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COMPARING NEW JERSEY SCHOOL SPENDING THE RIGHT WAY: A NEW ELC RESEARCH REPORT

By Danielle Farrie, Ph.D., ELC Research Director

October 5, 2021

New Jersey public school advocates and policymakers are urged to access a new Education Law Center report: “Spending Targets Under the School Funding Reform Act.” The report, using newly released data for the 2020-21 school year, demonstrates why comparisons of school district spending must take into account demographic differences in student composition rather than relying on simplistic comparisons of per pupil spending levels.

ELC once again cautions against making district spending comparisons using data from the NJ Department of Education’s “Taxpayer Guide to Education Spending,” which improperly inflates current per pupil spending by including pension and other non-instructional costs and leads to misinformed and inaccurate conclusions about district spending. The Department’s Taxpayer Guide is often used to disparage urban districts for “excessive” and “wasteful” spending.

ELC posits that to understand district spending levels and make comparisons, actual spending must be compared to targeted spending levels as determined in the School Funding Reform Act (SFRA).

Each district’s SFRA Adequacy Spending Target is calculated by totaling all expenses associated with educating the district’s specific student population. The basis of the spending target is the “adequacy budget,” which defines the minimum amount of spending needed to provide students with a constitutionally required “thorough and efficient” education. The adequacy budget includes a “base cost” for every student plus additional funding, or “weights,” to support students that require greater resources, including students in higher grades, low-income students, and English learners (EL). Costs associated with special education, speech services and school security are also included in a district’s adequacy spending target.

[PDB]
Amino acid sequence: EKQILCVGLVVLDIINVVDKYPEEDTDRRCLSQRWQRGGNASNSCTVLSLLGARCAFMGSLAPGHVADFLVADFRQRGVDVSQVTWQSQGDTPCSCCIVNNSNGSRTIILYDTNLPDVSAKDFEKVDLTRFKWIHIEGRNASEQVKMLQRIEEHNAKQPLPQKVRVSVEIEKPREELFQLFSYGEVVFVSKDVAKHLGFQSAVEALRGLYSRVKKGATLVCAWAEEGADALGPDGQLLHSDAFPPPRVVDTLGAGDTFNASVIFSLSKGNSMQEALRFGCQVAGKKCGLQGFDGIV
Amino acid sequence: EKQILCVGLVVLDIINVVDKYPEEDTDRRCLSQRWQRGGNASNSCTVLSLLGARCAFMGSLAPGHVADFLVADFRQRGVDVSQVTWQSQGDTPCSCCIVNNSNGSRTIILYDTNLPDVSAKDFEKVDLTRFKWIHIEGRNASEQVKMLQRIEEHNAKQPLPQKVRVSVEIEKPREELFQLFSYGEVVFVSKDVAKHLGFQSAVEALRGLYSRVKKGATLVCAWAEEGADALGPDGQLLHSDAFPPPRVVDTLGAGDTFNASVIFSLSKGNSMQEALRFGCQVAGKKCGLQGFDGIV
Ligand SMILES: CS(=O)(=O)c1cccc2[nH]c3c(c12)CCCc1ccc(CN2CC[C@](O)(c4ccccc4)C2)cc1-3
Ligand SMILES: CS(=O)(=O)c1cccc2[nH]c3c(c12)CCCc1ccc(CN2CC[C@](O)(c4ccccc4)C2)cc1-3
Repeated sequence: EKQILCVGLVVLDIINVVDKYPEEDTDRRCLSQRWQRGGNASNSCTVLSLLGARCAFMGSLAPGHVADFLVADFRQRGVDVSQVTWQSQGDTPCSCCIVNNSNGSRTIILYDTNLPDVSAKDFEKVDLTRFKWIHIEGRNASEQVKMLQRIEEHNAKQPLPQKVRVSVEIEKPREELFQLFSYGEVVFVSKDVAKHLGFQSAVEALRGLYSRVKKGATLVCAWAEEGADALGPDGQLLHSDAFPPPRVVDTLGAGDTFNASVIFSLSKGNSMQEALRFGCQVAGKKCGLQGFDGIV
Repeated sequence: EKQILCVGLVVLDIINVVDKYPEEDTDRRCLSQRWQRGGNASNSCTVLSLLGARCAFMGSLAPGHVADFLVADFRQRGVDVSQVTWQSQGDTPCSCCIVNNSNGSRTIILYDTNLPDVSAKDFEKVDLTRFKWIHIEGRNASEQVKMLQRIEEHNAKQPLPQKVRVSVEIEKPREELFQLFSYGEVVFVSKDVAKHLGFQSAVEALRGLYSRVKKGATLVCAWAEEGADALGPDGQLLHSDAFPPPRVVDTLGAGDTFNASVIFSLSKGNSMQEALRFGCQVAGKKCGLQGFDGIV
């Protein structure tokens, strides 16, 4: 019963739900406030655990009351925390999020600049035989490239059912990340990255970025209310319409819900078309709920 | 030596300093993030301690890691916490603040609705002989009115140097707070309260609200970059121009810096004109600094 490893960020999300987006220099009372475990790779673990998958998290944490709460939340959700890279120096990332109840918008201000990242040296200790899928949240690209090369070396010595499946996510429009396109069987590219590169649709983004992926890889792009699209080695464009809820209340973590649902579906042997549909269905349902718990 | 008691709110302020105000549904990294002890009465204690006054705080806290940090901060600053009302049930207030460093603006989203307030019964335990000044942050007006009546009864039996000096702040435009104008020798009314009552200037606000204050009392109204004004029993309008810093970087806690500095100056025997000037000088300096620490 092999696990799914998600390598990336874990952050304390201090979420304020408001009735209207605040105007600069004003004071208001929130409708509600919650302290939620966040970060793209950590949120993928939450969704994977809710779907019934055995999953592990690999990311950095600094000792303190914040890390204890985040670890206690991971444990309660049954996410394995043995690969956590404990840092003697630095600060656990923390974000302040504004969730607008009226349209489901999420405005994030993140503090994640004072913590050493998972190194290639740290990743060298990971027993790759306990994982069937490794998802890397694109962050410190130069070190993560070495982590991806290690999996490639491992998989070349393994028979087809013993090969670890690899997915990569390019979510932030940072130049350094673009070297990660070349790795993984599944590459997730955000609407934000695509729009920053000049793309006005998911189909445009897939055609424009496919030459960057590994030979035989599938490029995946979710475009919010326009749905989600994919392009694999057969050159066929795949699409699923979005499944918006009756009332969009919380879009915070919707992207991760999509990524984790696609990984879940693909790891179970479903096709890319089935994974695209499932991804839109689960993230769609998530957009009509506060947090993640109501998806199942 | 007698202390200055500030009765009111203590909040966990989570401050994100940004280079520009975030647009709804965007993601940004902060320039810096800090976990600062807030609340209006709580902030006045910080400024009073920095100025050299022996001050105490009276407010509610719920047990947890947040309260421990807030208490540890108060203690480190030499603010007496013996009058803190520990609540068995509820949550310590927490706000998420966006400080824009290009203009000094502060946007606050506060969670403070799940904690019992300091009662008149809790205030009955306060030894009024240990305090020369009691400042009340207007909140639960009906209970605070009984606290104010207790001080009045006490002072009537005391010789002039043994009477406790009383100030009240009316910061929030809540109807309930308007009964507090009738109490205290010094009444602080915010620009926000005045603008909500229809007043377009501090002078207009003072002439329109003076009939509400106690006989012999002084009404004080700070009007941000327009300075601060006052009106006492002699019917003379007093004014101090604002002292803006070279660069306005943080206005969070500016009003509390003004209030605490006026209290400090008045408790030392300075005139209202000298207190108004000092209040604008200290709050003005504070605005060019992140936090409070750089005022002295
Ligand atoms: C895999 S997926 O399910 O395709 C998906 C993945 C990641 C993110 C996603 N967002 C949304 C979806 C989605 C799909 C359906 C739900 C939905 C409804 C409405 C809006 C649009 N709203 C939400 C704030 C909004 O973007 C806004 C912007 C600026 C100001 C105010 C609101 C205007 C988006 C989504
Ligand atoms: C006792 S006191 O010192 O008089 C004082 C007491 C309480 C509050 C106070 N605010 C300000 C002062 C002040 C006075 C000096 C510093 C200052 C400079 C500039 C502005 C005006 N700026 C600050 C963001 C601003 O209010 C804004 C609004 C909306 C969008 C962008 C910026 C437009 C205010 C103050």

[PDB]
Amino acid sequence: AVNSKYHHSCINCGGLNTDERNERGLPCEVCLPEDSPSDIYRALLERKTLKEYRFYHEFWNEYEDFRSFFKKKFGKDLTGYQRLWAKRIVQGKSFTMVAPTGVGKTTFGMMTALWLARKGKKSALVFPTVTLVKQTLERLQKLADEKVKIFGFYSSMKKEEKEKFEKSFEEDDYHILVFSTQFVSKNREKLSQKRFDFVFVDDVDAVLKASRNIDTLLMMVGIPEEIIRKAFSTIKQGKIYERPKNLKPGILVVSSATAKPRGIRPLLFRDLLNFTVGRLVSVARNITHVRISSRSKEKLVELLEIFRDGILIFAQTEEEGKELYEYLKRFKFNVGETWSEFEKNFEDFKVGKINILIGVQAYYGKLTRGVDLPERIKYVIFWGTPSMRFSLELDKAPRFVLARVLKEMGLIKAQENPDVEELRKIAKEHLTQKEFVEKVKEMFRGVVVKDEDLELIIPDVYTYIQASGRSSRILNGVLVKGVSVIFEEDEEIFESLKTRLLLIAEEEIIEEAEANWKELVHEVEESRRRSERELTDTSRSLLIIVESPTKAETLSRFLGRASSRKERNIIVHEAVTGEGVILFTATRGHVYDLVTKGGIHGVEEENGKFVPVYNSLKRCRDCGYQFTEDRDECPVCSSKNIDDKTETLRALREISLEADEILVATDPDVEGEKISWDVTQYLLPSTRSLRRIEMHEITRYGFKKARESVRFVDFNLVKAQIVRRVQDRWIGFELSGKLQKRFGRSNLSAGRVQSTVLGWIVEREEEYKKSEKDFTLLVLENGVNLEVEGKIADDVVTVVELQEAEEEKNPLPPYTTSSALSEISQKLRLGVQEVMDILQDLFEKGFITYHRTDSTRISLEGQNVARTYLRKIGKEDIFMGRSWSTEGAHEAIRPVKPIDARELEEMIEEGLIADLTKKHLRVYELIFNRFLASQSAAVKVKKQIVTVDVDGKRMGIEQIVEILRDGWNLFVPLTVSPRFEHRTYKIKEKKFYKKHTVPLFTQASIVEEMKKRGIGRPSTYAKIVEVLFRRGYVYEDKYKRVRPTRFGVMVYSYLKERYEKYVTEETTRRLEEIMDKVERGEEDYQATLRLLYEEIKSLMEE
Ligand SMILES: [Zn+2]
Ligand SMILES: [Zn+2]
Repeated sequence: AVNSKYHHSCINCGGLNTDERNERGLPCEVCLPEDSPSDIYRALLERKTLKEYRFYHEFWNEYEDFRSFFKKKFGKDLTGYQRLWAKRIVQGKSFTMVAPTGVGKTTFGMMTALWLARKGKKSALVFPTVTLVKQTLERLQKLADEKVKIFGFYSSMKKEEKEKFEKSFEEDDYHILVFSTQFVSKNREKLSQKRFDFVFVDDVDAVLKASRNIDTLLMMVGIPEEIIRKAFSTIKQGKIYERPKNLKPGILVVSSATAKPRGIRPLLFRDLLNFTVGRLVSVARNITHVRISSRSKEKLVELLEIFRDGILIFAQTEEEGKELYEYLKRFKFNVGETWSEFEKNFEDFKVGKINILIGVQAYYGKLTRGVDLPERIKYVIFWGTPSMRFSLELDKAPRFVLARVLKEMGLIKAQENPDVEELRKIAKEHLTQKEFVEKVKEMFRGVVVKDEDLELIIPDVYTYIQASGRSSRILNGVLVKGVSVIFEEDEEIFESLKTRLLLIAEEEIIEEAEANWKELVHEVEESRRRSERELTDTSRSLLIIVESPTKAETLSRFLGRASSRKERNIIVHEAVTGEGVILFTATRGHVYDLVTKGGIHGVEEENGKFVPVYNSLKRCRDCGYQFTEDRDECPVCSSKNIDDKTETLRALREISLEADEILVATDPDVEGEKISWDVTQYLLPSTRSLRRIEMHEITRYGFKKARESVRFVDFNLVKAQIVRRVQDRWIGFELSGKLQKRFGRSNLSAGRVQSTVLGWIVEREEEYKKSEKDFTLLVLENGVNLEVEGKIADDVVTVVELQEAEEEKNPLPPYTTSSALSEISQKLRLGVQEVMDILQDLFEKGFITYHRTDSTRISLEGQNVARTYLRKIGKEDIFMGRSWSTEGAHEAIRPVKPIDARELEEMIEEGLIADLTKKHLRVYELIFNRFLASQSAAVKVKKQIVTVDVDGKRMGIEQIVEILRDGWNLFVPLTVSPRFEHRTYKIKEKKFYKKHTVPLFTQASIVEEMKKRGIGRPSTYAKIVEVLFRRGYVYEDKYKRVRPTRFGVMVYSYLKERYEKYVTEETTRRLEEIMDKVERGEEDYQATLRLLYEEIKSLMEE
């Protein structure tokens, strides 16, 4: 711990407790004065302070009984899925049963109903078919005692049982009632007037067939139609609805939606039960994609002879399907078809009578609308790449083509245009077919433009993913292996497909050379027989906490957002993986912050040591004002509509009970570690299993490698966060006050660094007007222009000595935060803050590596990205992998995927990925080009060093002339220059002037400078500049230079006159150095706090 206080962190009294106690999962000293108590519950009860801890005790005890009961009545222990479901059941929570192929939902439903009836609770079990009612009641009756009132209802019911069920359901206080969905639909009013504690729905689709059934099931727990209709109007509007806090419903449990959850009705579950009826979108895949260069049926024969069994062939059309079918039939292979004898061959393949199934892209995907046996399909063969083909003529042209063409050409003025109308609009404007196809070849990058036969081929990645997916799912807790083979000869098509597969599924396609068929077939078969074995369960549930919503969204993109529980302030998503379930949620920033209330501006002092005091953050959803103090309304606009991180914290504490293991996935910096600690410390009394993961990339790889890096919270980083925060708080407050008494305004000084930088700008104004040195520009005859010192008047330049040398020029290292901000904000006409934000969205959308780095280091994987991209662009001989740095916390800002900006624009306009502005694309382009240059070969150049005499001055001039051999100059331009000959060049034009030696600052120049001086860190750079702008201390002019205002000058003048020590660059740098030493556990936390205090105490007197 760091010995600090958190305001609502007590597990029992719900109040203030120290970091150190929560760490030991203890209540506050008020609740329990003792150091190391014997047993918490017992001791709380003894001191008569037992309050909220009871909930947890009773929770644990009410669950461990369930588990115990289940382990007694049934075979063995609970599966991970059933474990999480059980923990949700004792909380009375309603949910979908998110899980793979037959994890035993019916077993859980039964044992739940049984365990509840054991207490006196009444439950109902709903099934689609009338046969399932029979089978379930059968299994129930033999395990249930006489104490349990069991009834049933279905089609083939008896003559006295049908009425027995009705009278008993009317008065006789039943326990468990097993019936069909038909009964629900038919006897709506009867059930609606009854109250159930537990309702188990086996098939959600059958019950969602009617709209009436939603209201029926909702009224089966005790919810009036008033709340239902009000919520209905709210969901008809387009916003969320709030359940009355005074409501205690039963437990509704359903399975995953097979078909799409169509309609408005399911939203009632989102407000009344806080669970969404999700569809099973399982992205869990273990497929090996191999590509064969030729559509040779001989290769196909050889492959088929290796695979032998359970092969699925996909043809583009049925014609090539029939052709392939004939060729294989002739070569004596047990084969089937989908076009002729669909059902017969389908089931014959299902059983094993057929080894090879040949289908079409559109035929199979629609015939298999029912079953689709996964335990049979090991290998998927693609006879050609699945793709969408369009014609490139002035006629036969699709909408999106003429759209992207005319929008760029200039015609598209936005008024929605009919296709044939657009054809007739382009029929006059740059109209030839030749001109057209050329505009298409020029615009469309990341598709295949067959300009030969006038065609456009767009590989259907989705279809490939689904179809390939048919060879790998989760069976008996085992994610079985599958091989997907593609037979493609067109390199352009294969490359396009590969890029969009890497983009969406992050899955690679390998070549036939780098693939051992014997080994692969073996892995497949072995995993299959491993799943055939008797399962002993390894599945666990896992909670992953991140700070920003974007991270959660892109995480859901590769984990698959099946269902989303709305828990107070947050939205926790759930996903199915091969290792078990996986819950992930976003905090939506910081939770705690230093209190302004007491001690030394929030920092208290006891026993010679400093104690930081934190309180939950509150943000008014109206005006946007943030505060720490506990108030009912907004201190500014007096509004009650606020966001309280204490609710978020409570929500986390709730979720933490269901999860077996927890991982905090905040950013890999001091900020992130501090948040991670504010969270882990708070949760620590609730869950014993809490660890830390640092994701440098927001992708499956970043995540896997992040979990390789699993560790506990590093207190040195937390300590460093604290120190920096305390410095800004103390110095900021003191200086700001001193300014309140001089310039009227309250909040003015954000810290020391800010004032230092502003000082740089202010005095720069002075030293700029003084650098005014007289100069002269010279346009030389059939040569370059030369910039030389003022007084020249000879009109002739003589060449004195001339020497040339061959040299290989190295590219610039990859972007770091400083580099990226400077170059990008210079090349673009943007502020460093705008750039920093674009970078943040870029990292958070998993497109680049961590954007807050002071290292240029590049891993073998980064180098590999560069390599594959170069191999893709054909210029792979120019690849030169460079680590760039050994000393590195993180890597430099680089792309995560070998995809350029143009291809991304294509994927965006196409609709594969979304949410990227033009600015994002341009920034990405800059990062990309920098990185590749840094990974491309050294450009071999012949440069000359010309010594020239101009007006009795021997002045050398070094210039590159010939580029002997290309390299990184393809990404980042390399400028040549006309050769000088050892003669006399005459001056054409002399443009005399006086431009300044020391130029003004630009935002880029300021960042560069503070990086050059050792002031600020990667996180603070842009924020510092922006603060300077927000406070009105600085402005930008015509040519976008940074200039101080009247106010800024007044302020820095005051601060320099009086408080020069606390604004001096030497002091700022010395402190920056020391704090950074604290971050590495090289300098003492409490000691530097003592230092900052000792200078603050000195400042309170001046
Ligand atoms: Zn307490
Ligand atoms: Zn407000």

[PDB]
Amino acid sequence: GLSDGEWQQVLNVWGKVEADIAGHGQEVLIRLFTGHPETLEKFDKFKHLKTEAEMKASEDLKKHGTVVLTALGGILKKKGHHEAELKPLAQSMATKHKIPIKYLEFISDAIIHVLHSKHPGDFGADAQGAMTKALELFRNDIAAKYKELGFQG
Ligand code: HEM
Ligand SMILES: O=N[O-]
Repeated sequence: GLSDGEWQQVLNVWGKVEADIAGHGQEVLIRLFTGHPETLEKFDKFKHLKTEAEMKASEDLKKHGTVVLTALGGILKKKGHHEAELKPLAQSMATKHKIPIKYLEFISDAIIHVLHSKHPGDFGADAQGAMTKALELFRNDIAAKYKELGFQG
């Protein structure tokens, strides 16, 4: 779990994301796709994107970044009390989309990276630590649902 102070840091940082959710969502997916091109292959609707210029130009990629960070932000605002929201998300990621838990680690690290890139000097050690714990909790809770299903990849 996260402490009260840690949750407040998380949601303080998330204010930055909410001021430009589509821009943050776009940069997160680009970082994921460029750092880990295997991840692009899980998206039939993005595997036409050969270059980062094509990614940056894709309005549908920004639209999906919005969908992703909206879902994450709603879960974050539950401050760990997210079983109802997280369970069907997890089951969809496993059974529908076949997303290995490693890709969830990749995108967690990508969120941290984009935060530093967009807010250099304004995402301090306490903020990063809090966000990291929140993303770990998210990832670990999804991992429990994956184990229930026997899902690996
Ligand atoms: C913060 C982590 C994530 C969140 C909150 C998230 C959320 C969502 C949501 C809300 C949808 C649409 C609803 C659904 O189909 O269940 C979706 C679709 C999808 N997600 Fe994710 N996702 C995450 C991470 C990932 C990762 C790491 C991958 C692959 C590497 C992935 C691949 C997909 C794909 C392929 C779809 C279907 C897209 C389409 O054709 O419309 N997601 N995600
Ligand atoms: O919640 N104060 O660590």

The ELC report shows that the SFRA Adequacy Spending Target for a high-poverty district is about $5,000 per pupil more than for a low-poverty district. However, gaps in current levels of actual state and local funding provided to districts mean there is very little difference in actual per pupil spending levels between high- and low-poverty districts. In other words, the progressivity built into the SFRA formula, where funding increases with student poverty, has not been realized. In fact, many low-poverty districts are spending above their SFRA Adequacy Targets while many higher poverty districts are spending below.

The report provides extensive charts demonstrating how SFRA spending targets are calculated, along with information about actual spending and spending gaps. Interactive charts allow for comparisons of SFRA Adequacy Spending Gaps by district wealth, student poverty, and racial composition.

A comparison between Newark and Cedar Grove schools is an excellent example of the need to look below the surface. Both districts spend about $18,000 per pupil, which is near the state average. But the two districts enroll dramatically different student populations and have very different resource needs. Newark, which serves a much greater percentage of low-income and EL students, has an SFRA Adequacy Spending Target of over $21,752, a gap of about $3,600 from the district’s actual spending. Cedar Grove’s SFRA Adequacy Target is $16,276, which means the district is spending $2,270 above its target.

“It is time to move away from inaccurate comparisons of school district spending that pit districts against each other,” said Danielle Farrie, ELC’s Research Director and lead researcher on the Spending Targets report. “District leaders, advocates, policymakers and the media need accurate data on school spending that acknowledges the vast differences in the costs of educating students and focuses not on what one district spends compared to another, but on whether students are receiving their constitutional entitlement to the resources provided through the state’s school funding formula.”

 

Press Contact:

Sharon Krengel
Policy and Outreach Director
skrengel@edlawcenter.org
973-624-1815, x 24